3.7.09

Tiles

Some of you wonder how I sometimes manage to find some more or less odd places here in Paris. There are different ways; a mix of “just by chance”, by always looking to the right and the left, upwards and downwards with my new “blogger eyes”, by reading some books, by listening to friends ... and sometimes by “stealing” from others. This is the case today. Thanks to Catherine, “TheFive of Us”, and a message called “Kids of Paris”, I felt I had to go and see the place she posted about also “live”, actually fairly close to where I live.

So behind this very modern and neutral gate (43 bis rue Damrémont), today the address of a Medical Laboratory and some flats, you will find a corridor decorated by tiles, dated 1910 and designed by Francisque Poulbot (1879-1946). He was a well-known illustrator of especially the “Kids of Paris” as he saw them around Montmartre.





Here you can see one of his illustrations more in detail and also additional tiles further on in the corridor by an - at least to me - unknown artist.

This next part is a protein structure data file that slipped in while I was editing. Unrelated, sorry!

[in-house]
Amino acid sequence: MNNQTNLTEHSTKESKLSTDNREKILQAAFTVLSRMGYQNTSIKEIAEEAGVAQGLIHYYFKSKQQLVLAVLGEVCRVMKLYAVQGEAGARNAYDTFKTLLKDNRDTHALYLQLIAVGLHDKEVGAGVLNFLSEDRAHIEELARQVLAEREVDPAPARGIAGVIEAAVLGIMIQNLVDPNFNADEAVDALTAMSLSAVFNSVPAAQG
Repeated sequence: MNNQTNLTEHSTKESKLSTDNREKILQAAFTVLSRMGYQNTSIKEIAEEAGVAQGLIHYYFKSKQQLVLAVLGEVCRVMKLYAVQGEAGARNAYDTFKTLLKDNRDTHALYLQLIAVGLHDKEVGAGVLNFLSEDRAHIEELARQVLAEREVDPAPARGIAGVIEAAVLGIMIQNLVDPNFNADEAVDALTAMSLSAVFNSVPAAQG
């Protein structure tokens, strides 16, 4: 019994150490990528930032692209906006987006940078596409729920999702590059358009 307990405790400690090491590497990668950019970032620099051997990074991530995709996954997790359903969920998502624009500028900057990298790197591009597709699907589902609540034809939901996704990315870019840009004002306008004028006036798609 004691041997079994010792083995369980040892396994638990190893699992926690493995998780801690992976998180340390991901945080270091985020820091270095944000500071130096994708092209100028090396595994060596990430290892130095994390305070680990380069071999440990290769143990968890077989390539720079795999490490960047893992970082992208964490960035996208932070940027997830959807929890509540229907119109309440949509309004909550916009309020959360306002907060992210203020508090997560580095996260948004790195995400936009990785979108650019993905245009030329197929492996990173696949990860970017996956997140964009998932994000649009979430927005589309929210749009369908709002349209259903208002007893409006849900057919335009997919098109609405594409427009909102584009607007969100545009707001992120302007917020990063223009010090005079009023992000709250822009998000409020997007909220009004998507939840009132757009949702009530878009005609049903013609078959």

Poulbot had his home - with some decorations - very near, which you also can see below. His “kids” have served as models for a lot of paintings and postcards made by other artists. Such illustrated kids are today often referred to as “poulbots”, but are of course - mostly - not the “real” ones.

Another entrance, very close, also draws your attention (103, rue Lamarck). “Peter & associés”. I’m not involved. This used to be a “Bains Douches”, a public bath until (almost) everybody got their own facilities. “Peter & Associés” seems to organise rallies of vintage cars. The walls are also here nicely decorated by tiles.

I look forward to see some comments from our blogger friend and tiles artist, “SparkleMirror”.

This map may make it easier to find these places, if you are interested.

I wish you a nice weekend!

43 comments:

Anne in Oxfordshire said...

What a wonderful find!! These tiles are absolutely delightful...keep these finds coming Peter, thanks for sharing too :-)

Adam said...

Wow - what a find and what excellent condition they are in. These originals have quite a charm, but it's true that they inspired a whole series of kitsch copies!

James said...

This an amazing find. Great photos of this very interesting place,

Thérèse said...

Les quatre saisons de Poulbot: y envoyer les gens qui râlent sur le climat du jour... sourires assurés.

*SparkleMirror* Kiln-Fired Art Studio said...